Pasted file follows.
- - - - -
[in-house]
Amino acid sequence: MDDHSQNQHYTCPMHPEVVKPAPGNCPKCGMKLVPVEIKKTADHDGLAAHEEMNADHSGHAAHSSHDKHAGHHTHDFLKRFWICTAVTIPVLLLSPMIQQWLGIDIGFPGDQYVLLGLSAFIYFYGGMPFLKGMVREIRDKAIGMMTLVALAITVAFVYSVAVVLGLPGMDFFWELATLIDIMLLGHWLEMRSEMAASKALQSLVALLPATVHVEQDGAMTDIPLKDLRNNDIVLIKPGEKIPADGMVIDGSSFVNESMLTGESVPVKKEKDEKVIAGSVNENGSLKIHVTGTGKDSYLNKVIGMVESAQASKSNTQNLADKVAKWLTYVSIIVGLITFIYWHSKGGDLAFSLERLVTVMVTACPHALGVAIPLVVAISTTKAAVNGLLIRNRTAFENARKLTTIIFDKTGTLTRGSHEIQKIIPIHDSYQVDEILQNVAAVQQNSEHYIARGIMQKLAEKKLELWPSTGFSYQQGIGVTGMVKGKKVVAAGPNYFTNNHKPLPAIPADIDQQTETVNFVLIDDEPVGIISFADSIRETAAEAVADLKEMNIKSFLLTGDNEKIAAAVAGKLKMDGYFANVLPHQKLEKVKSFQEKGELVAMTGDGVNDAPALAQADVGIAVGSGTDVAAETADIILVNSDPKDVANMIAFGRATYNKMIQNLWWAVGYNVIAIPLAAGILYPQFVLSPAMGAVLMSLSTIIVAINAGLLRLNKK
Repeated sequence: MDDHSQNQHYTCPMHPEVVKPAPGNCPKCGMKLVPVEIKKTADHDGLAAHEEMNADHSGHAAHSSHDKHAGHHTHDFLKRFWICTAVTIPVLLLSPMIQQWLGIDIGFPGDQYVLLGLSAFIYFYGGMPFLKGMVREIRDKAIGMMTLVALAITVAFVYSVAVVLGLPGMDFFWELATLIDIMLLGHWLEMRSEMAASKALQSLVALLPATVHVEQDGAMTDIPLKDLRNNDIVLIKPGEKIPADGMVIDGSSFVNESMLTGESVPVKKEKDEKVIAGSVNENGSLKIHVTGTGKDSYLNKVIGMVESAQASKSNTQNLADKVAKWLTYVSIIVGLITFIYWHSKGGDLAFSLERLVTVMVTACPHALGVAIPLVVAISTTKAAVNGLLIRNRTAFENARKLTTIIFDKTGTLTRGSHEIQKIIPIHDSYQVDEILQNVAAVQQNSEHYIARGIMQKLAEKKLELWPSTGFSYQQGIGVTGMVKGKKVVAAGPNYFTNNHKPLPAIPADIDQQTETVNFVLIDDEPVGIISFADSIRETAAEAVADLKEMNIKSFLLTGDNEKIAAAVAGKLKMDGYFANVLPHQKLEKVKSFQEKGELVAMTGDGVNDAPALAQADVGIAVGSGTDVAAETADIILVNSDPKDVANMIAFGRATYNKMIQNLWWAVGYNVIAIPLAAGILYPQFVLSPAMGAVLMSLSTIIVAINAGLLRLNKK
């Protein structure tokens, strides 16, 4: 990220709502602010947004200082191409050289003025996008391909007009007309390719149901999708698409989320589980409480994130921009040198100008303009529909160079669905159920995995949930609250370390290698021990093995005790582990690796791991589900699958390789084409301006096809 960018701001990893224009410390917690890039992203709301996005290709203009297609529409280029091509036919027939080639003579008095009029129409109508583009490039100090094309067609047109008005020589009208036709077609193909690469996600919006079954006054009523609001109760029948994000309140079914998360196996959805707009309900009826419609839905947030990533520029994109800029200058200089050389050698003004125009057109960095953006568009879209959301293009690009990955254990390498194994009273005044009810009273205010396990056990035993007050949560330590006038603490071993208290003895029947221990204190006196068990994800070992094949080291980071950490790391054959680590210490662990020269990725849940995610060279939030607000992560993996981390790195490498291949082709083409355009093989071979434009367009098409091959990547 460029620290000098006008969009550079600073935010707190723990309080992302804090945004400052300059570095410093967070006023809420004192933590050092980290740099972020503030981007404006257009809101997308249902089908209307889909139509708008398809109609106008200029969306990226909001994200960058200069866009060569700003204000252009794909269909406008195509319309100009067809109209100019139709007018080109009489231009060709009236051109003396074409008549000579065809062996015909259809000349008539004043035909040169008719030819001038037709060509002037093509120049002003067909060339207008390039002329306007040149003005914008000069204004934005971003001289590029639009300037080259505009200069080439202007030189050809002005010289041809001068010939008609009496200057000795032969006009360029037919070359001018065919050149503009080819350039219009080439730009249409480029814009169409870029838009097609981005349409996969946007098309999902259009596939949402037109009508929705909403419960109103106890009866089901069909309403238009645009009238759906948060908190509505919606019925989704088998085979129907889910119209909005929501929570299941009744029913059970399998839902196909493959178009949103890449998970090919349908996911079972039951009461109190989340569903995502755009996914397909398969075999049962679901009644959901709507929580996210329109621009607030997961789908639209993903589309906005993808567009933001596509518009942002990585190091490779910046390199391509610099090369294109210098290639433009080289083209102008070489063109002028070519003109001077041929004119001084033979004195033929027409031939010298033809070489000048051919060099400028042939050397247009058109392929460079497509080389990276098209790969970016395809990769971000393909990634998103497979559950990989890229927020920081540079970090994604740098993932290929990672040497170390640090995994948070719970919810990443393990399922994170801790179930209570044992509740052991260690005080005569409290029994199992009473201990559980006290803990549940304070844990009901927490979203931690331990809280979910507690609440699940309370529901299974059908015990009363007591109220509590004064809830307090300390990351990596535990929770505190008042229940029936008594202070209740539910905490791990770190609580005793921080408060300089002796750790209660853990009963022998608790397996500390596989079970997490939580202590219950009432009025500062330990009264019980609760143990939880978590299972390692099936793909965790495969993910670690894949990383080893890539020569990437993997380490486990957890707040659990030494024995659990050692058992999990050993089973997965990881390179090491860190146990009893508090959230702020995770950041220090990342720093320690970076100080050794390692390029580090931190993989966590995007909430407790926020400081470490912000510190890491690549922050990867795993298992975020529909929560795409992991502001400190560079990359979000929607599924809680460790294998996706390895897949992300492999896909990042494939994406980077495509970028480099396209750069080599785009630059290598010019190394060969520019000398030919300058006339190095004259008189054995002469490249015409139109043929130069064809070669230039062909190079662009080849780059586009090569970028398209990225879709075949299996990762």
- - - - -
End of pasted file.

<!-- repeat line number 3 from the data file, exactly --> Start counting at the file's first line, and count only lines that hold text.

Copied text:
Repeated sequence: MDDHSQNQHYTCPMHPEVVKPAPGNCPKCGMKLVPVEIKKTADHDGLAAHEEMNADHSGHAAHSSHDKHAGHHTHDFLKRFWICTAVTIPVLLLSPMIQQWLGIDIGFPGDQYVLLGLSAFIYFYGGMPFLKGMVREIRDKAIGMMTLVALAITVAFVYSVAVVLGLPGMDFFWELATLIDIMLLGHWLEMRSEMAASKALQSLVALLPATVHVEQDGAMTDIPLKDLRNNDIVLIKPGEKIPADGMVIDGSSFVNESMLTGESVPVKKEKDEKVIAGSVNENGSLKIHVTGTGKDSYLNKVIGMVESAQASKSNTQNLADKVAKWLTYVSIIVGLITFIYWHSKGGDLAFSLERLVTVMVTACPHALGVAIPLVVAISTTKAAVNGLLIRNRTAFENARKLTTIIFDKTGTLTRGSHEIQKIIPIHDSYQVDEILQNVAAVQQNSEHYIARGIMQKLAEKKLELWPSTGFSYQQGIGVTGMVKGKKVVAAGPNYFTNNHKPLPAIPADIDQQTETVNFVLIDDEPVGIISFADSIRETAAEAVADLKEMNIKSFLLTGDNEKIAAAVAGKLKMDGYFANVLPHQKLEKVKSFQEKGELVAMTGDGVNDAPALAQADVGIAVGSGTDVAAETADIILVNSDPKDVANMIAFGRATYNKMIQNLWWAVGYNVIAIPLAAGILYPQFVLSPAMGAVLMSLSTIIVAINAGLLRLNKK